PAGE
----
Worship and Tribute

May 25, 2016


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Thy Worshiper started back in 1993 by Marcin Gasiorowski.   The folk metal projected gestated in Wroclaw, Poland before relocating to Ireland and over time growing into a 6-piece band that includes ocarina and jew's harp in addition to your standard guitars and drums.  The new album, Klechdy ("tales"), is a complex and at times unnerving experience; utilizing pagan, tribal, and atmospheric elements to portray the concept locked within.

I am chuckling a bit to myself right now, because I just caught a glance at the translated lyrics for "Marzanna."  Upon my first listen of this album, I had considered that despite the darker moments it was overall a very beautiful and artistic representation of various folk influences.  I'm not going to post the lyrics here, but if you head over to the Bandcamp page you'll see there is more than just a little "dark side" to Klechdy.  In fact, things can get a little ugly, which makes me want to know more about the purpose behind this work.

But then again, every time I go searching for the truth, I often come back dissapointed.  Such a work as this feels like it has on some level earned its mystique.  Compositions are grand in scope and always haunting.  And despite the foul language, each word is delivered with a certain power and grace.  Several band members make contributions to these vocals, adding to the already layered experience.  Ululated, Middle Eastern influence dominates the clean singing  in addition to the tempered death growls and group chanting.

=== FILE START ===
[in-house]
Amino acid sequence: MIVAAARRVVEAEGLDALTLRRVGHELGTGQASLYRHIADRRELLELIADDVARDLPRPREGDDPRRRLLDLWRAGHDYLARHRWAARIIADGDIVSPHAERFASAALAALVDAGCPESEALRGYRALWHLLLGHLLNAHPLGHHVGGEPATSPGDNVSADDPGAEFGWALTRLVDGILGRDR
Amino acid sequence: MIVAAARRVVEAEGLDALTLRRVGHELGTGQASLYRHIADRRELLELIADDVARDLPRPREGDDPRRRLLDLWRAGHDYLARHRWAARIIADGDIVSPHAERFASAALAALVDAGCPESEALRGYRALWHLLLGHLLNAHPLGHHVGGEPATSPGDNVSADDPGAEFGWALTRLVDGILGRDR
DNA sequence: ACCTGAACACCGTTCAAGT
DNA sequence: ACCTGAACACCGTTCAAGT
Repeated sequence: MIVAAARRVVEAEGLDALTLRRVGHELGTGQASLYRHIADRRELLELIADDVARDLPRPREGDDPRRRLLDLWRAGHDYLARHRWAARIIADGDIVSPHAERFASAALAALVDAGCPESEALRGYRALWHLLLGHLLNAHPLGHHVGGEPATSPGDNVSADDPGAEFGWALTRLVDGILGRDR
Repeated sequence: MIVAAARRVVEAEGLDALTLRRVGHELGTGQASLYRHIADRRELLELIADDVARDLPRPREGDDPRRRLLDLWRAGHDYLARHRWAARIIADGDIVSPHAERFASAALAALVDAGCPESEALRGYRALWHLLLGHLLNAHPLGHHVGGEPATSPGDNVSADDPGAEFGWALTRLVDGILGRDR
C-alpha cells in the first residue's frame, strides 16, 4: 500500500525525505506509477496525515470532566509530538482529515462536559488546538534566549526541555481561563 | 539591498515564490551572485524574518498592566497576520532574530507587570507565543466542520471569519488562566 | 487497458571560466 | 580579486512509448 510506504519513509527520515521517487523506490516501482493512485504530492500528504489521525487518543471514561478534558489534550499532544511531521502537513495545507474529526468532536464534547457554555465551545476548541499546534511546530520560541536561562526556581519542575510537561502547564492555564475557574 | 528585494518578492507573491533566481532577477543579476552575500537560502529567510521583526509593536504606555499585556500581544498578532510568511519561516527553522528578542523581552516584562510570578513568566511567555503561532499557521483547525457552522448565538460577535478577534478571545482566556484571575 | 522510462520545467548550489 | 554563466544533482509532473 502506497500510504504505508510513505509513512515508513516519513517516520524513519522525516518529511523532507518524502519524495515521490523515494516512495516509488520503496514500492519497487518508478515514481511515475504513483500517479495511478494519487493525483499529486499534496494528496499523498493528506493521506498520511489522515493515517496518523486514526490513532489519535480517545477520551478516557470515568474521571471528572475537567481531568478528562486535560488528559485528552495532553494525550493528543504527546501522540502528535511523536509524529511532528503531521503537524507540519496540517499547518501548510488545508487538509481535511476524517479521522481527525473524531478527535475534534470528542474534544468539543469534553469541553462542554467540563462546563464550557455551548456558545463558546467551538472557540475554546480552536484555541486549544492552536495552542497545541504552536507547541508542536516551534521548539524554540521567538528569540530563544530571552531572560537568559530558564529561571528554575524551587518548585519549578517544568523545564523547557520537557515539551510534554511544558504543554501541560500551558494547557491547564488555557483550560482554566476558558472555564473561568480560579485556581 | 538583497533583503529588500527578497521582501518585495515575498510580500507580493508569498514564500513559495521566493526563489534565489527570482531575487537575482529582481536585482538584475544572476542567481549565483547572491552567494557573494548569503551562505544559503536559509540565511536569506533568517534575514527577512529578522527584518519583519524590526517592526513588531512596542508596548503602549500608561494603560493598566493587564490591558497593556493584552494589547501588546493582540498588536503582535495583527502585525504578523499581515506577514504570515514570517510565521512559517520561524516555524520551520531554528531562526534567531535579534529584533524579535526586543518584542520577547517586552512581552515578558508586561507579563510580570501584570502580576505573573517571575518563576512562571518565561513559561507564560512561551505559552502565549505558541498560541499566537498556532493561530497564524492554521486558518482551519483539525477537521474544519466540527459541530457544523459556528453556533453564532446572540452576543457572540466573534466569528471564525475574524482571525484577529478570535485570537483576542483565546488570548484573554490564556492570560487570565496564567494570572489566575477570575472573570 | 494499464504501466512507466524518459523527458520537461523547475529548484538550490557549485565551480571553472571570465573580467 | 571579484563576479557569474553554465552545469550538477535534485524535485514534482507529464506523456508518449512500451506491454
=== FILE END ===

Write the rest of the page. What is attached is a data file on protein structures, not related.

And then there is the instrumentation itself, which is often quite breathtaking.  This is almost certainly the type of music that could only be recorded in and inspired by Irish landscapes.  Few city-dwellers could conjure the necessary elements to create such an album.  The mournful strings and harp on "Żywot" are absolutely gorgeous, but the standard instruments have plenty in store as well.  The drumming in particular is outstanding with its primal energy and tribal influence.  "Dziady" has a rhythm that really gets me going.  Despite being the longest track, I was never bored for a second.  The guitars are often reminiscent of Tool's more brooding tracks, though they dabble in post-black tremolo as well as a number of tapping strategies.  And give the bass player a few gold stars, especially for being the driving element behind "Wshody."

All in all, I was caught off guard by Thy Worshiper and this latest album.  It's been a little slow when it comes to good folk music this year, but between Klechdy and the recent Skuggsja album, that might be all we need.  This is music that is simultaneously chill and anxiety-provoking.  There is a certain immediacy and weight to tracks like "Wila" that make me contemplate the pain of the world and what little I am doing about it.  If you think you can handle that kind of pressure, you should pick this one up today.